2017 Theses Doctoral
Expert Knowledge in First Amendment Theory and Doctrine
In this dissertation, through three separately published articles, I interrogate the role of expert knowledge in First Amendment theory and doctrine. I argue that expert knowledge ought to play a prominent role in answering doctrinally relevant empirical questions, as in the case of incorporating a scientifically grounded understanding of visual perception into Establishment Clause inquiries concerning religious symbols. Moreover, the generation and dissemination of expert knowledge itself is worthy of First Amendment protection, for example in protecting professional speech. And expert knowledge should determine the scope of First Amendment protection for professional advice. There is, in other words, a close but often underappreciated connection between expert knowledge and the First Amendment.
In Active Symbols, I challenge the assumption sometimes articulated in Establishment Clause case law involving religious symbols that visual representations of religious symbols are merely “passive” as compared to textual (spoken or written) religious references. Drawing on one relevant body of expert knowledge—cognitive neuroscience—I argue that images are at least as “active” as text. The lack of judicial expertise on the empirical question of how visual images, as opposed to spoken or written words, communicate has led to a distortion in the development of Establishment Clause doctrine. This distortion can be remedied by taking relevant expert knowledge into consideration where such knowledge can answer germane empirical questions that are doctrinally relevant but tend to be outside the realm of judicial expertise.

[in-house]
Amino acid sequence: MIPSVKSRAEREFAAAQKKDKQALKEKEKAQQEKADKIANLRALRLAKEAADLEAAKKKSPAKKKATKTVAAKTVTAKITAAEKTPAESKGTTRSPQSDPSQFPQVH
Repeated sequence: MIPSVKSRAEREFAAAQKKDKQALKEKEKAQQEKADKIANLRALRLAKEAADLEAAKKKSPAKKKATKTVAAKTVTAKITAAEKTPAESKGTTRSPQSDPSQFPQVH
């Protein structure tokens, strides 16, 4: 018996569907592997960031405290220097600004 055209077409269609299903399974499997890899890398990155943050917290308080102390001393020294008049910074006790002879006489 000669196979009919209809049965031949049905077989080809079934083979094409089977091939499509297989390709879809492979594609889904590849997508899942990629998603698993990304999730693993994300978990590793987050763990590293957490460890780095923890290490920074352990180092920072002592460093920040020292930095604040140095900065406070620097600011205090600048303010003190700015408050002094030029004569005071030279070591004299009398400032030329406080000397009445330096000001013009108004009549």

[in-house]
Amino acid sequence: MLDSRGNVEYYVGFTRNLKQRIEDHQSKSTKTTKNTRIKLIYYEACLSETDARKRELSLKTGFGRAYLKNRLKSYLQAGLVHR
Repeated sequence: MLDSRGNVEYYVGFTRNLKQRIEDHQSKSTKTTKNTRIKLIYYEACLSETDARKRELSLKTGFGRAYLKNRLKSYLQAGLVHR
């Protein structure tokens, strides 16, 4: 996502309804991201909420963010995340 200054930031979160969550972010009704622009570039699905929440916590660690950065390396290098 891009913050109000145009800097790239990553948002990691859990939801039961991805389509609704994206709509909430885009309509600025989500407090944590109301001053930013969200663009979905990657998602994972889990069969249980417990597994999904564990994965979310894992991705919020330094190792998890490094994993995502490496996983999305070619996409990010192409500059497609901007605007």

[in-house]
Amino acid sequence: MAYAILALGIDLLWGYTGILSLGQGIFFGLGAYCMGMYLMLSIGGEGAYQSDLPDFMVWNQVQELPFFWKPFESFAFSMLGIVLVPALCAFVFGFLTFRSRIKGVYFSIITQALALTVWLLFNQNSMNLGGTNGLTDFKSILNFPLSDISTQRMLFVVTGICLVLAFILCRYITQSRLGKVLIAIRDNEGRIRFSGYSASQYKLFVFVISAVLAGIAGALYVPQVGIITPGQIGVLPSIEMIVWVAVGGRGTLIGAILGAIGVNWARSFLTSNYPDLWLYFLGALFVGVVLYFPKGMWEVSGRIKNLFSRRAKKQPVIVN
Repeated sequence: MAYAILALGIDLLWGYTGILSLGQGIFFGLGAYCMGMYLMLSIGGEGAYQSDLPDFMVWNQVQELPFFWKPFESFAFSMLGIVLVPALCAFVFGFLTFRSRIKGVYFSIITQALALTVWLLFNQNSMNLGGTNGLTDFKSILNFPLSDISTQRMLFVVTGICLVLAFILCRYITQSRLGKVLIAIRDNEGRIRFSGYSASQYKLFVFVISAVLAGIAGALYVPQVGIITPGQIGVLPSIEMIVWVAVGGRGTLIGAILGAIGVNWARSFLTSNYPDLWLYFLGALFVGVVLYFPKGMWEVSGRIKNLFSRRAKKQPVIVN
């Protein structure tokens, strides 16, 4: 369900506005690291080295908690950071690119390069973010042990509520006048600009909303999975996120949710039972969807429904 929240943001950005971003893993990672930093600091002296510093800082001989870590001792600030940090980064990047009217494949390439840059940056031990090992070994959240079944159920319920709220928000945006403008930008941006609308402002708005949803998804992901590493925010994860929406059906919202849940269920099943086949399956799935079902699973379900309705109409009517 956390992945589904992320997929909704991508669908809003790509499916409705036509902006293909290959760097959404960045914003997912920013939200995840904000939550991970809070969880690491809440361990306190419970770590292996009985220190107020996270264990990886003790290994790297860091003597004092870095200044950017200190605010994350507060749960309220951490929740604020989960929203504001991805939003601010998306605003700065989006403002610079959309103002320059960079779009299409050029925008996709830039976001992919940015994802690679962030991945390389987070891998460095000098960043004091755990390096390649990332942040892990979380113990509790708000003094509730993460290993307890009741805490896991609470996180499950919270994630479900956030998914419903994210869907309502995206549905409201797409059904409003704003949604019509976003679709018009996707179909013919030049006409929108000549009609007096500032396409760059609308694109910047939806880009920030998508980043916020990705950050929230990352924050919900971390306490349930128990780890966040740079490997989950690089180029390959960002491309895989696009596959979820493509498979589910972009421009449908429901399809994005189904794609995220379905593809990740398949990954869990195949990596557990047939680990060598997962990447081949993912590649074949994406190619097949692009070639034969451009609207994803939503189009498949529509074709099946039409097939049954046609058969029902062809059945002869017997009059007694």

Professional Speech argues that the First Amendment protects the communication of expert knowledge by a professional to a client-within a professional-client relationship for the purpose of giving professional advice. The First Amendment thus provides a shield against state interference that seeks to prescribe or alter the content of professional speech. The key to understanding professional speech, I suggest, lies in the concept of the learned professions as knowledge communities. First Amendment protection for professional speech can be justified on all traditional grounds: autonomy interests of the speaker and listener, marketplace interests, and democratic self-government.
Unprofessional Advice provides a theory to identify the range of valid professional advice for First Amendment purposes. Building on the concept of the professions as knowledge communities, this article explores the range of professional advice that may be given consistent with the professional knowledge community’s common ways of knowing and reasoning and the respective profession’s agreed upon methodology. Because knowledge communities are not monolithic, there is a range of knowledge that is accepted as good professional advice. Advice falling within this range should receive robust First Amendment protection. Advice not within this range, however, is subject to malpractice liability, and the First Amendment provides no defense.
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More About This Work
- Academic Units
- Thesis Advisors
- Greenawalt, Kent
- J.S.D., Columbia University
- Published Here
- July 30, 2017